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BJOG. 2002 May;109(5):520-6.

The effect of fundal pressure manoeuvre on intrauterine pressure in the second stage of labour.

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1
Department of Obstetrics, Gynaecology and Reproductive Sciences, The University of Maryland School of Medicine, Baltimore, USA.

Abstract

OBJECTIVE:

To investigate the relationship between intrauterine pressure and the application of a standardised fundal pressure manoeuvre, and to determine the maternal, fetal and labour characteristics that modulate the relationship.

DESIGN:

Prospective measurement of intrauterine pressure during the second stage of labour.

SETTING:

North American university hospital.

POPULATION:

Forty full-term women in spontaneous labour were studied during the second stage. Each woman acted as her own control. All women laboured with requested epidural analgesia.

METHODS:

A fundal pressure manoeuvre was performed so as to standardise the level of force and the surface area of application. Intrauterine pressure was measured using a sensor-tip catheter. Five interventions were analysed: 1. valsalva during a uterine contraction; 2. fundal pressure and valsalva during a contraction; 3. fundal pressure during a contraction without valsalva; 4. fundal pressure in the absence of uterine contractions; and 5. valsalva in the absence of uterine contractions.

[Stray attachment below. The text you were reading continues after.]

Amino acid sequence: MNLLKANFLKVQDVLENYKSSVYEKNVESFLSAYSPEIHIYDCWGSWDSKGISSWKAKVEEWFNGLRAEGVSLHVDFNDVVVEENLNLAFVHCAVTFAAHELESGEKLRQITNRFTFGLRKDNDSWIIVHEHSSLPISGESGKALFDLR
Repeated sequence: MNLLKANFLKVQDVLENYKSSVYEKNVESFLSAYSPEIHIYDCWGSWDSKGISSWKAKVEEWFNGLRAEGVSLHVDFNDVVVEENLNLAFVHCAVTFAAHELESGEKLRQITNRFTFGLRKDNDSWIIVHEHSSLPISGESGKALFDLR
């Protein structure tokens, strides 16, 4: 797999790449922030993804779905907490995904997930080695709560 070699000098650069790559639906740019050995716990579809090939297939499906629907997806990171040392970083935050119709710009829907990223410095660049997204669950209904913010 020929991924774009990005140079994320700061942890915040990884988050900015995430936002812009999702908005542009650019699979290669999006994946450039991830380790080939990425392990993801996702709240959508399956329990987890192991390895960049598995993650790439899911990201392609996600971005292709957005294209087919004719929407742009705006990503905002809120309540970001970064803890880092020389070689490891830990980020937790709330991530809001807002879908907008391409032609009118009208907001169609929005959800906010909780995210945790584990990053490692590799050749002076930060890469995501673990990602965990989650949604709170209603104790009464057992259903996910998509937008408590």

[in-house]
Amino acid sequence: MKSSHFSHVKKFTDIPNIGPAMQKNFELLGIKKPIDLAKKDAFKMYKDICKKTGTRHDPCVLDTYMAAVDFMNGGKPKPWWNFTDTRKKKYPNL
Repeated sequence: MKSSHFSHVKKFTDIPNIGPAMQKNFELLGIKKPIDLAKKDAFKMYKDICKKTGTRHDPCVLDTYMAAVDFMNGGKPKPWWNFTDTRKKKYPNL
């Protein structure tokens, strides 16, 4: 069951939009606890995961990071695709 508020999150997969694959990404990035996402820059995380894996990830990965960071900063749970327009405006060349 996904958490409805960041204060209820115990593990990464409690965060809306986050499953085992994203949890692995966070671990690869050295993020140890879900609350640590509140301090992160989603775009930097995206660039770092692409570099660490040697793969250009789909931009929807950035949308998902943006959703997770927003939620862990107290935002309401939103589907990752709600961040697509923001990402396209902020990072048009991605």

RESULTS:

Women in the second stage of labour transiently increased their expulsive force (as reflected by intrauterine pressure) by 86% of their baseline contraction using valsalva and fundal pressure simultaneously. The efficiency by which both contraction-enhancing manoeuvres increased intrauterine pressure was directly related to gestational age and inversely related to myometrial thickness.

CONCLUSION:

Fundal pressure applied under controlled conditions significantly increases intrauterine pressure in some, but not all women. Simultaneous measurement of intrauterine pressure, to maintain feedback during application will create a 'controlled environment' for the obstetrician and reassurance that this manoeuvre can be applied in a controlled fashion. Future delineation of the group of women that could benefit from fundal pressure, as well as the group that is refractory is essential to avoid unnecessary or delayed operative interventions.

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